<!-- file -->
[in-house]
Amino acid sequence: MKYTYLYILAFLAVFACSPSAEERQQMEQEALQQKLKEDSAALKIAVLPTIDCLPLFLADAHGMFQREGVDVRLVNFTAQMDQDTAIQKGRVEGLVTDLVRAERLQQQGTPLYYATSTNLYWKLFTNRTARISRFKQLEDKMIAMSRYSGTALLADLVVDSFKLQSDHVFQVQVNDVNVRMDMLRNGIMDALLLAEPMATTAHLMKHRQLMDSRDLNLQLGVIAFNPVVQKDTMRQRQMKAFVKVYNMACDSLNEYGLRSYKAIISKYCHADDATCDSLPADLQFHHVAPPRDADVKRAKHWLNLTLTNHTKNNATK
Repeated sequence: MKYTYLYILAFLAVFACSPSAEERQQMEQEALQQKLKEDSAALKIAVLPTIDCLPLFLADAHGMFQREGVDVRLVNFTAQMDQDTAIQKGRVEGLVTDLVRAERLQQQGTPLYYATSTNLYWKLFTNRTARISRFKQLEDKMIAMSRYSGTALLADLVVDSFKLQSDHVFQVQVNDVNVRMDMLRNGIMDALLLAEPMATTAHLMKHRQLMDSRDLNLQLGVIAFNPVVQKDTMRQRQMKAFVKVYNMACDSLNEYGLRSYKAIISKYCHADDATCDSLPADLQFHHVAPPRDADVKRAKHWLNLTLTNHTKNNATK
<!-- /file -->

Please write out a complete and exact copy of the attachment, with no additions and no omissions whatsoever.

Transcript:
[in-house]
Amino acid sequence: MKYTYLYILAFLAVFACSPSAEERQQMEQEALQQKLKEDSAALKIAVLPTIDCLPLFLADAHGMFQREGVDVRLVNFTAQMDQDTAIQKGRVEGLVTDLVRAERLQQQGTPLYYATSTNLYWKLFTNRTARISRFKQLEDKMIAMSRYSGTALLADLVVDSFKLQSDHVFQVQVNDVNVRMDMLRNGIMDALLLAEPMATTAHLMKHRQLMDSRDLNLQLGVIAFNPVVQKDTMRQRQMKAFVKVYNMACDSLNEYGLRSYKAIISKYCHADDATCDSLPADLQFHHVAPPRDADVKRAKHWLNLTLTNHTKNNATK
Repeated sequence: MKYTYLYILAFLAVFACSPSAEERQQMEQEALQQKLKEDSAALKIAVLPTIDCLPLFLADAHGMFQREGVDVRLVNFTAQMDQDTAIQKGRVEGLVTDLVRAERLQQQGTPLYYATSTNLYWKLFTNRTARISRFKQLEDKMIAMSRYSGTALLADLVVDSFKLQSDHVFQVQVNDVNVRMDMLRNGIMDALLLAEPMATTAHLMKHRQLMDSRDLNLQLGVIAFNPVVQKDTMRQRQMKAFVKVYNMACDSLNEYGLRSYKAIISKYCHADDATCDSLPADLQFHHVAPPRDADVKRAKHWLNLTLTNHTKNNATK